Adult Verification System

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An Adult Verification System (AVS) also known as an "Age Gate"[citation needed] is a computing system used by a website to confirm that the user attempting to access their website is of the age required (usually by law) to view the website's content, which typically includes sex, nudity, violence or profanity, Age-Restricted YouTube channels or videos, or ESRB rated content for M-rated and AO-rated video games, or Alcoholic beverages and Tobacco.

The system is used to attempt to legally protect companies from punishment under laws against (for example) Disseminating pornography to a minor. These systems often use a credit card, and are usually provided by a third-party company; the same AVS company can provide adult verification for multiple websites, thus becoming more user friendly.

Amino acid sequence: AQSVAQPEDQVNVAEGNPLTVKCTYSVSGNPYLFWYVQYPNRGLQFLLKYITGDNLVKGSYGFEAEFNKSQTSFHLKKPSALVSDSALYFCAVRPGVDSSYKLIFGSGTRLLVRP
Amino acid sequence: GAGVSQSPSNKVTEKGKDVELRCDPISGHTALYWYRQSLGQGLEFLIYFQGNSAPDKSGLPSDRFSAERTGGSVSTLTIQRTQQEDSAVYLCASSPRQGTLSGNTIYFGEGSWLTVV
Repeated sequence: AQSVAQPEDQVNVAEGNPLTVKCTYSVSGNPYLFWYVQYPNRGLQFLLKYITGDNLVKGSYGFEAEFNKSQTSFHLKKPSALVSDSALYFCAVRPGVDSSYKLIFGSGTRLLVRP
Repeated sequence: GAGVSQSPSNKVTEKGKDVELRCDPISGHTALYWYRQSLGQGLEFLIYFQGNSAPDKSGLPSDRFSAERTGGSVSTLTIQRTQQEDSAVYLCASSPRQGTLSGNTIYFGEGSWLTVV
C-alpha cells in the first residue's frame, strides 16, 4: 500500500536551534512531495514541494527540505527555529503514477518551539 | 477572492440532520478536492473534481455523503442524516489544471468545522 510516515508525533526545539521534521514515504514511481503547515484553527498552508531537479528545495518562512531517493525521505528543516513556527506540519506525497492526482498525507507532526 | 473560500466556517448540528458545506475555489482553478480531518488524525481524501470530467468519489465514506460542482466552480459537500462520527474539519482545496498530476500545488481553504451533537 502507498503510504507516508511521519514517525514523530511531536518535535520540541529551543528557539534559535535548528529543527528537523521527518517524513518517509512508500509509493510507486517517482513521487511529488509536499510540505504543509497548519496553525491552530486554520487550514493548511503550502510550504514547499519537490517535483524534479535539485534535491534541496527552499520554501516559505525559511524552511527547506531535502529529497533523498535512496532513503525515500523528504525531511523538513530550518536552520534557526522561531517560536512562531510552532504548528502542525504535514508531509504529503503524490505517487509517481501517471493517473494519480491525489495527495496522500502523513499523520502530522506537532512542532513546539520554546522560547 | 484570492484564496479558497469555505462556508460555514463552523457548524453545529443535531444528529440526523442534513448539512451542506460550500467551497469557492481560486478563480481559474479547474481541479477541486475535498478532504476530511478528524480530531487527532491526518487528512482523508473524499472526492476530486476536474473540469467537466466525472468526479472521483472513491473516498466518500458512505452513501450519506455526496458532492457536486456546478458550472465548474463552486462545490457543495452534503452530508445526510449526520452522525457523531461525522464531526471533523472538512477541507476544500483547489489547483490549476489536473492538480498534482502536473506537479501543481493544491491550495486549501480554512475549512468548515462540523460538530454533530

In 1999, a particular AVS (Landslide Inc.) was at the center of a police crackdown on internet users viewing child pornography, known as Operation Ore, in which web users using an Landslide's AVS were identified by their financial records when the company which stored the data went into liquidation.

Problems with this system include the ease at which a child may get access to (for example) their parents credit cards, defeating the stated purpose of the system, and that it is easy to use a fake script to defraud users into divulging their credit card number to an individual to use for their own purposes.[1]

References[edit]

  1. ^ "Oz Proposes Tough New Filter Law". www.wired.com. 2001-11-22. Retrieved 2008-06-06.